Hybrids by Robert Sawyer
Tor HCVR: ISBN 0312876904 PubDate: 08/01/03
Review by Asta Sinusas
368 pgs. List price $24.95
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The concluding volume in the Neanderthal Parallax trilogy, Hybrids is what you read Humans and Hominids for. Sawyer neatly ties the plot lines together while still giving readers more than enough to ponder, and leaving ample room to return to pick up the story again, perhaps someday. Currently nominated for a Hugo Award for his book Hominids, Sawyer is sure to gather attention for the stunning series, and whether he wins or loses SF’s most coveted award (it’s still an honour to be nominated) the trilogy is another credential in his long resume. Hybrids features a pushed up publication, to take advantage of Sawyer’s hometown advantage at Torcon. One has to wonder also at the willingness of publishers, now that the Matrix movie trilogy has led the way to deviate from annual (or longer) releases. The fans may benefit, but the pressure is now on the writers to type faster, and to keep themselves present in the minds of an audience that has been encouraged to have an ever-shortening attention span.
While debates reign between the Grey Council of Neanderthals and the United Nations of the Sapiens, Hybrids explores the possibility of the two worlds uniting politically. However, greedy individuals often seek to arrange matters to their own advantage. Although the blame lies mostly with the Sapiens, a few Neanderthals profit as well. Individually, the book also explores Ponter Boddit and Mary Vaughan, who are struggling to find a compromise between their cultures. However, unlike most modern couples, they have a few unique challenges, starting with the question ‘your universe or mine?’ The theme of a civilized female and an undomesticated male is older than Tarzan meets Jane, and the question is not who tamed who or whose world is better, but what one partner can teach the other.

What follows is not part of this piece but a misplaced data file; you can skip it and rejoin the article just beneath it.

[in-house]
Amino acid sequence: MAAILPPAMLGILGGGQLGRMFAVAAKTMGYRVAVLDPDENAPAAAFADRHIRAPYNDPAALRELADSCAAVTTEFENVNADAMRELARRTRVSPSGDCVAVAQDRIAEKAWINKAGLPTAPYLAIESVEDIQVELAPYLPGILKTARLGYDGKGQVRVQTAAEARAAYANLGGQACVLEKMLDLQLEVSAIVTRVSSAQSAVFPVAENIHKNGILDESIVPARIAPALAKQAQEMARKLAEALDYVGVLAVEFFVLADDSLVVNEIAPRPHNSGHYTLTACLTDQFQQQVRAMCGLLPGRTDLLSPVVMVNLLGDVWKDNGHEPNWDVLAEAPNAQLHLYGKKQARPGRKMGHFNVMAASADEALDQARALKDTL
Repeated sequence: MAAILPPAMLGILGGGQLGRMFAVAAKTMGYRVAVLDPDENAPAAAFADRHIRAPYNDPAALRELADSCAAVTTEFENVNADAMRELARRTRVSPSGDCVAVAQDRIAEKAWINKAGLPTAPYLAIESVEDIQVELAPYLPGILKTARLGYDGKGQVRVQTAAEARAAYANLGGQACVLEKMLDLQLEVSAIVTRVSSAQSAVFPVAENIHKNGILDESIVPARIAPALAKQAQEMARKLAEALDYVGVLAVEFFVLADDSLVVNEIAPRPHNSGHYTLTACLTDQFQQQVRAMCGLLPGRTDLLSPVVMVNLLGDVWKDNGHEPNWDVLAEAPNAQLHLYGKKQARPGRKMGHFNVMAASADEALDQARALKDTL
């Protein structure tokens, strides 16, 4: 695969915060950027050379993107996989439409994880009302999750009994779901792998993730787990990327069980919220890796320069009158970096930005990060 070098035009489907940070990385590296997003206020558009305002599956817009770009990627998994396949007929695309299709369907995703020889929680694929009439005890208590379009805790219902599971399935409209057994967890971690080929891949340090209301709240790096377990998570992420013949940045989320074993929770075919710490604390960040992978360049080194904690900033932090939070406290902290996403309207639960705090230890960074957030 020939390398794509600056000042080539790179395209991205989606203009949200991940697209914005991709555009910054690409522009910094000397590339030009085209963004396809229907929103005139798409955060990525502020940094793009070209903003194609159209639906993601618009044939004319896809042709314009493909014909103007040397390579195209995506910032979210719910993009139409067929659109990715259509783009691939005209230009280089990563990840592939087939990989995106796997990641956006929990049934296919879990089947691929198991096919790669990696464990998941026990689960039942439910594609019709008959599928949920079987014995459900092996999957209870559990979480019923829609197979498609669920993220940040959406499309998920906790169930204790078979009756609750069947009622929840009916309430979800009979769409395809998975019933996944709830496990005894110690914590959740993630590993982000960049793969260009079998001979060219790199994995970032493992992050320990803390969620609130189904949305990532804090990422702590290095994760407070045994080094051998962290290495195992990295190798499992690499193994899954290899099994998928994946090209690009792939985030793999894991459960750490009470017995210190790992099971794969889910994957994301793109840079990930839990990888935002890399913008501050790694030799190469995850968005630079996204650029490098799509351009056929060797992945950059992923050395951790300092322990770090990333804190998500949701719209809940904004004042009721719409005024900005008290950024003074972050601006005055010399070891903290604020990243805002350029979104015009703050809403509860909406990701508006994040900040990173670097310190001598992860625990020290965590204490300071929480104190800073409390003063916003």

Mary decides to try and live in the Neanderthal world, but soon becomes frustrated with only seeing Ponter four days a month, along with all the other females who are kept separate from the males the rest of the time. She also tries to grow accustomed to her new roommate, who hints broadly that she would like a deeper relationship with Mary. Further confusing matters is the discovery that a DNA machine is available so that Ponter and Mary can genetically ensure they will have a child together. However, the issue grows thorny when the discovery that Neanderthals have no ‘God organ’ is made. Mary, torn by her faith, must decide whether or not their future child should be able to experience religion.
Where Humans and Hominids were leisurely explorations, Hybrids is fast paced and Sawyer jumps from one development to the next, racing towards a shocking, dramatic conclusion. Science fiction is always about the question “what if?” Sawyer has chosen his characters and motivations, and delved scientifically as well as philosophically into the heart of the matter and chosen his own set of outcomes. However, the subject matter of cries out for further exploration to see if the two cultures can coexist (or at least spawn a Neanderthals versus Sapiens rematch).